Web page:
Mridangam

Mridangam

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Mridangam

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Description:
The mridangam ( , , , , , ) is a percussion instrument from India of ancient origin. It is the primary rhythmic accompaniment in a Carnatic music ensemble. Alternate spellings include "mrudangam", "mrdangam", "mrithangam", "miruthangam", and "mirudhangam".

The mridangam is also played in Carnatic concerts in countries outside of India, including Sri Lanka, Singapore, Malaysia, Australia, United Kingdom, Canada, and the United States. During a percussion ensemble, the mridangam is often accompanied by the ghatam, kanjira, and the morsing.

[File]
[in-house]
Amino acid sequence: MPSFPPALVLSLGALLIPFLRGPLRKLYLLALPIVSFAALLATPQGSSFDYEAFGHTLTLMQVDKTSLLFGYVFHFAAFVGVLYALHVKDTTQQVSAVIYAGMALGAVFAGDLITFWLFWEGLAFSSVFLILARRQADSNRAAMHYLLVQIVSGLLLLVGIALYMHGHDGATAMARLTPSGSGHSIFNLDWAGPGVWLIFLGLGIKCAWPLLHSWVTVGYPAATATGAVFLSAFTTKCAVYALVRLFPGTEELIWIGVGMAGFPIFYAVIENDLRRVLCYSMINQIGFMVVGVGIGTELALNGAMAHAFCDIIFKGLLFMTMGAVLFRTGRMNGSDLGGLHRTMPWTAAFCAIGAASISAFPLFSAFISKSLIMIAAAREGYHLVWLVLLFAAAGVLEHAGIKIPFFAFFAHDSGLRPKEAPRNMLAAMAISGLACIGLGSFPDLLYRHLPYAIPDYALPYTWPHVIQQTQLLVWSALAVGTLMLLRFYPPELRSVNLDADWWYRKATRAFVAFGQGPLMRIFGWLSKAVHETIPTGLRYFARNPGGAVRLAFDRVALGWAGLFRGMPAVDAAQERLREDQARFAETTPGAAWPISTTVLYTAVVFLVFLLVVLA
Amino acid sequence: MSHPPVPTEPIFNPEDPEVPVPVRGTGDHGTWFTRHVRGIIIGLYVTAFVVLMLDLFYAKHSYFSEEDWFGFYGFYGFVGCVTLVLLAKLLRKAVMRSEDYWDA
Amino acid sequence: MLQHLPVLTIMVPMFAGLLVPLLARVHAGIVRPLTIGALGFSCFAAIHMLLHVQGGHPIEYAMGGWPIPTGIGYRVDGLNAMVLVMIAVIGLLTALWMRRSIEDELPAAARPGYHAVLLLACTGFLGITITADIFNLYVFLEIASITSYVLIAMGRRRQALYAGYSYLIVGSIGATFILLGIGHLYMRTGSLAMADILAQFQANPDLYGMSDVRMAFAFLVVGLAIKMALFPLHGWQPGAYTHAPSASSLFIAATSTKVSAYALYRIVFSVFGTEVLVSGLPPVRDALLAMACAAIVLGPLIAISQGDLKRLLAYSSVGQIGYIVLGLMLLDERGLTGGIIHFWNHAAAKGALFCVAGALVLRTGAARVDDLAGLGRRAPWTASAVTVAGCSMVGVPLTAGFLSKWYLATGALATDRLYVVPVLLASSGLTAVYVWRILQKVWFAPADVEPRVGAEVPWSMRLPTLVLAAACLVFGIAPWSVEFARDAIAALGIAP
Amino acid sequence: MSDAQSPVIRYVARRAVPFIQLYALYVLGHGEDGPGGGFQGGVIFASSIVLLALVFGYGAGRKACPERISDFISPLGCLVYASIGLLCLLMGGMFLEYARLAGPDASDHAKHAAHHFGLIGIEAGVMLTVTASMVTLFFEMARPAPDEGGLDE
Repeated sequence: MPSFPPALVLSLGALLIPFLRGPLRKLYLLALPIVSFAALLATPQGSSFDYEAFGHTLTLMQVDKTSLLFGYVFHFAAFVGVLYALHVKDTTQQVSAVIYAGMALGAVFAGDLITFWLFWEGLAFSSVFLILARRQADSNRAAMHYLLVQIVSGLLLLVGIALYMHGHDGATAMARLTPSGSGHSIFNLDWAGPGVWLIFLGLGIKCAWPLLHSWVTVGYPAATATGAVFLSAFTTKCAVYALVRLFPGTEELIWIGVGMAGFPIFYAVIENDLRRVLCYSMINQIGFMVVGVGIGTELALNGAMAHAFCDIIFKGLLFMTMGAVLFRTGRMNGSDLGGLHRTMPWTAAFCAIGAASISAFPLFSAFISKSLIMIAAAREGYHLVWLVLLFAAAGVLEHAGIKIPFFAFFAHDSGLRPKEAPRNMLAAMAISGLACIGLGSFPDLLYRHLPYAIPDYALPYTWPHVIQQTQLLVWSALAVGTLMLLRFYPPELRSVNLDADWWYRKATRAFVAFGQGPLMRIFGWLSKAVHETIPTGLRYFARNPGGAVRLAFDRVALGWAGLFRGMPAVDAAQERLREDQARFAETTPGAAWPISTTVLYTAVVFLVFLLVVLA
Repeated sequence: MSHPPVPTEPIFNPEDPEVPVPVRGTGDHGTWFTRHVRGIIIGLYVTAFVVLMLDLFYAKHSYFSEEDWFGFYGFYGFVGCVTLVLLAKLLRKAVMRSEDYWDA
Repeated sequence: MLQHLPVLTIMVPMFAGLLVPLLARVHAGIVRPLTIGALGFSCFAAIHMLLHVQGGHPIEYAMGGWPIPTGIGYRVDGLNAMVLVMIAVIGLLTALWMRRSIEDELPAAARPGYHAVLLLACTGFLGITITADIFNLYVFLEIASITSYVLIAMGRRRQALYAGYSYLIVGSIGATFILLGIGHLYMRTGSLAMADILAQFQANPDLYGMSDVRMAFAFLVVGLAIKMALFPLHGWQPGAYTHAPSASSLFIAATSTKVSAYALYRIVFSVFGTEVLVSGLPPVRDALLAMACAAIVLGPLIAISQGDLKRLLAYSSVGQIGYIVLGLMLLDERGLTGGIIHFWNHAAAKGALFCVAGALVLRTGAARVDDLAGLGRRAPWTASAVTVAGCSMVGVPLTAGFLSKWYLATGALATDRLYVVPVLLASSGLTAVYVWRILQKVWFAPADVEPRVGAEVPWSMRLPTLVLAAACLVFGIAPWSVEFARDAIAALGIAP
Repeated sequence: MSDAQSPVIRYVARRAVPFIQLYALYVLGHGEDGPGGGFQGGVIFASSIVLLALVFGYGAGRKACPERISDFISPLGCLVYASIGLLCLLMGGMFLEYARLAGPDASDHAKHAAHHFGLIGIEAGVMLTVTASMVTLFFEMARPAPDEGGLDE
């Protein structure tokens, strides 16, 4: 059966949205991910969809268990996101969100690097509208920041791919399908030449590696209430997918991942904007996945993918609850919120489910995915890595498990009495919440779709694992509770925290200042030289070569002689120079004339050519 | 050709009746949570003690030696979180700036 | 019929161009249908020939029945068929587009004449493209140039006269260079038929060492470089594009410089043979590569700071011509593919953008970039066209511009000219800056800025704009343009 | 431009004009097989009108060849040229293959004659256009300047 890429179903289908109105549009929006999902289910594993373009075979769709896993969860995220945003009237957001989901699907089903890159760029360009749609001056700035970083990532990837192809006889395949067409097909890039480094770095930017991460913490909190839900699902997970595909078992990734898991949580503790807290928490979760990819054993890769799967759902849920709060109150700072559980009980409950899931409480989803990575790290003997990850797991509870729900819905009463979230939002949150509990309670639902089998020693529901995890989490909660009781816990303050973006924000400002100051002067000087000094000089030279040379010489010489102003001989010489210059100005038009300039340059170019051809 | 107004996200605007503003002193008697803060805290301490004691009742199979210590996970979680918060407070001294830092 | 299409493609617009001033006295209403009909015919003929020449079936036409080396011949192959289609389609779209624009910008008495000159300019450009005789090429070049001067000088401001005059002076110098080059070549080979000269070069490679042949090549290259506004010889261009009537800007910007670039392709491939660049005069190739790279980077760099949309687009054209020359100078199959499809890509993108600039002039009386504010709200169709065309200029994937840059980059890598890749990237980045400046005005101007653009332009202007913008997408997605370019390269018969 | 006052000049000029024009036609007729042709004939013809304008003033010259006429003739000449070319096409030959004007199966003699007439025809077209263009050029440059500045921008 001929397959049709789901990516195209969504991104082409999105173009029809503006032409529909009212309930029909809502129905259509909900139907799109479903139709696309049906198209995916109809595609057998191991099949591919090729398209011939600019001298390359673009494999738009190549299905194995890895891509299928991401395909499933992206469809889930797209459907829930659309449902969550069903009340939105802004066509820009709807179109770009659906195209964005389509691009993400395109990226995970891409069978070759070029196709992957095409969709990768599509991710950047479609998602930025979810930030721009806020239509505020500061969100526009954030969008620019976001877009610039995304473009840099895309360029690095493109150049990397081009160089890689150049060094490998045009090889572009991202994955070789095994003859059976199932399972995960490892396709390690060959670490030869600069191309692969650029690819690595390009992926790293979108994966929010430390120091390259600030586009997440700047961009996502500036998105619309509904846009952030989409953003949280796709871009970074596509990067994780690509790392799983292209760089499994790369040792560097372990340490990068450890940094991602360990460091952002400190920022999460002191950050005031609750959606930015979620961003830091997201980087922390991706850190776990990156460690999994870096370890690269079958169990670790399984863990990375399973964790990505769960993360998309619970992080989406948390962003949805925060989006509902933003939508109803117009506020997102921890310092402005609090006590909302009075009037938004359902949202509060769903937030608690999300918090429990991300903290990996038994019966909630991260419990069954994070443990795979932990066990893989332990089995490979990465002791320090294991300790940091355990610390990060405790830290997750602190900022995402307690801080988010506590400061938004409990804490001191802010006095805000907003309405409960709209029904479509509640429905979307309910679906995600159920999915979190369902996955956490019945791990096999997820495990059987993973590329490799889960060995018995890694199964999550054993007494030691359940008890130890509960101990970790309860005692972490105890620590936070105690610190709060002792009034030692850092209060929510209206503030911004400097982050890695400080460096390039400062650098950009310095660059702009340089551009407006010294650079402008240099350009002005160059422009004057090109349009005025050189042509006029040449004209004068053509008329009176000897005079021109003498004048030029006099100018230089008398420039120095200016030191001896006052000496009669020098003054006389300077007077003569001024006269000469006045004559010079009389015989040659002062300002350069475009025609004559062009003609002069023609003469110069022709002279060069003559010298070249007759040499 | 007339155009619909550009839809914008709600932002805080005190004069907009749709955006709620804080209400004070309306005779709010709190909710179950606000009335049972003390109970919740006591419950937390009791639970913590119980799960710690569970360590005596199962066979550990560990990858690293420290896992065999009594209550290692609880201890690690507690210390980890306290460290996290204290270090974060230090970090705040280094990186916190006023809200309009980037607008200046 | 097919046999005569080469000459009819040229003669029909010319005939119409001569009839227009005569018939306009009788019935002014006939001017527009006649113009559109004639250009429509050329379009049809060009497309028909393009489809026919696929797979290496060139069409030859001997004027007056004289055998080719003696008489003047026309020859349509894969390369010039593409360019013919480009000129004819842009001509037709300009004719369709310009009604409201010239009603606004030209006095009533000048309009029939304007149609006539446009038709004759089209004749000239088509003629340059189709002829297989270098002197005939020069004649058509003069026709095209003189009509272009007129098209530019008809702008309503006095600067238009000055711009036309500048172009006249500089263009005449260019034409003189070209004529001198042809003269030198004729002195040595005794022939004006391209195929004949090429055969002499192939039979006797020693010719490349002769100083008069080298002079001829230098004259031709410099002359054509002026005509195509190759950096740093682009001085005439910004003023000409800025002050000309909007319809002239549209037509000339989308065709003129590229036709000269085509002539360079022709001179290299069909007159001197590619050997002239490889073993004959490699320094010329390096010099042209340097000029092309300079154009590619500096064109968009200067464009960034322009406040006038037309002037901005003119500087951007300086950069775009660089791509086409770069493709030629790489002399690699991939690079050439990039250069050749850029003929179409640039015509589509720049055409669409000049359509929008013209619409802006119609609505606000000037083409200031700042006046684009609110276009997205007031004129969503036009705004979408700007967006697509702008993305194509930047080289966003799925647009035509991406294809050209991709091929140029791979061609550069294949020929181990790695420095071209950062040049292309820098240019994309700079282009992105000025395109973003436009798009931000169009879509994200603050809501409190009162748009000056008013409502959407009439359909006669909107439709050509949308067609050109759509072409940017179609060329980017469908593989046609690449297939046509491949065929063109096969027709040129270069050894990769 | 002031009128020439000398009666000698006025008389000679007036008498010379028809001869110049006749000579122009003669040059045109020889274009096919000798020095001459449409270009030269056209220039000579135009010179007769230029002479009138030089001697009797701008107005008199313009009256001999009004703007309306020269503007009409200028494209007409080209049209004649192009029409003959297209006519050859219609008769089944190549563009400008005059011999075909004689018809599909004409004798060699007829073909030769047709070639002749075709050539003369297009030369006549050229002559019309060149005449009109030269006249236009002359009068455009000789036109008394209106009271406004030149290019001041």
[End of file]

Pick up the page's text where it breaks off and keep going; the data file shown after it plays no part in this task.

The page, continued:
History

In ancient Hindu sculpture, painting, and mythology, the mridangam is often depicted as the instrument of choice for a number of deities including Ganesha (the remover of obstacles) and Nandi, who is the vehicle and companion of Lord Shiva. Nandi is said to have played the mridangam during Shiva's arcane Tandava dance, causing a divine rhythm to resound across the heavens. The miruthangam is thus also known as "Deva Vaadyam," or "Instrument of the Gods."

The word "mridangam" is derived from the two Sanskrit words mŗda (clay or earth) and anga (body). Early mridangams were indeed made of hardened clay. Over the years, the mridangam evolved to be made of different kinds of wood due to its increased durability, and today, its body is constructed from wood of the jackfruit tree. It is widely believed that the tabla, the mridangam's North Indian musical...
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